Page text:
Raymond Research

Any first responder that uses a shoulder microphone knows that finding a convenient way to wear it that places it in an ideal spot securely is not as easy as it should be. I tried many options over the years from using my wife's hair ties to threading a split ring through my uniform (which eventually tore my shirt) and everything in between. I've had, my microphone tear itself off my uniform during shift more times than I care to count. From struggling with suspects, to knocking it off with the butt of my shotgun or rifle, I knew there had to be an easier way to secure what is essentially your direct line to dispatch and backup.

One night several years ago this idea just popped into my head. A small device that I could just slip into my pen pocket with an arm that would hold the microphone clip centered on the chest. It would not require modifications to the uniform, but would be held securely in the pocket. After much time testing different different sizes and shapes out of G-10 (which is what I had on hand since I make knife handles out of it and it is fairly easy to work with) I had a finalized version 3D printed. I finalized the dimensions of the MAD, but the printed version was not strong enough (and was somewhat cost prohibitive). I then sought out a company in the US to have the MAD injection molded. Through trial and error, I found the nylon molded parts to be the both pliable and strong.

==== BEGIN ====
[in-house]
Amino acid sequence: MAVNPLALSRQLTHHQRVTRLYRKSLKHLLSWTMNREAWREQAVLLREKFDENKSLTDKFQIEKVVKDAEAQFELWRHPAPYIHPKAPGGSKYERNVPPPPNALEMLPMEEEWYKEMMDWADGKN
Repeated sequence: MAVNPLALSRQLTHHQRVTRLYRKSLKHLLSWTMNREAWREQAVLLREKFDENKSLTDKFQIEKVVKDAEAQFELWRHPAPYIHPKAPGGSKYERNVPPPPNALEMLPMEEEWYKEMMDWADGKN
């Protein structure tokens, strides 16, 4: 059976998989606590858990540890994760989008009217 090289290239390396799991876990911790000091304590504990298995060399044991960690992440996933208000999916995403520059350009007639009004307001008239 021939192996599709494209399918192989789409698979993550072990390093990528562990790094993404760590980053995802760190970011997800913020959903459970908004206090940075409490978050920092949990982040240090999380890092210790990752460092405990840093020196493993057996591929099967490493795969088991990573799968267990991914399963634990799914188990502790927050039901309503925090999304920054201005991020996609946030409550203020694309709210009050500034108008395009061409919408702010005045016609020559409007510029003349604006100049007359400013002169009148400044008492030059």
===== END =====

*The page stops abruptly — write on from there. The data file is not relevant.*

Early versions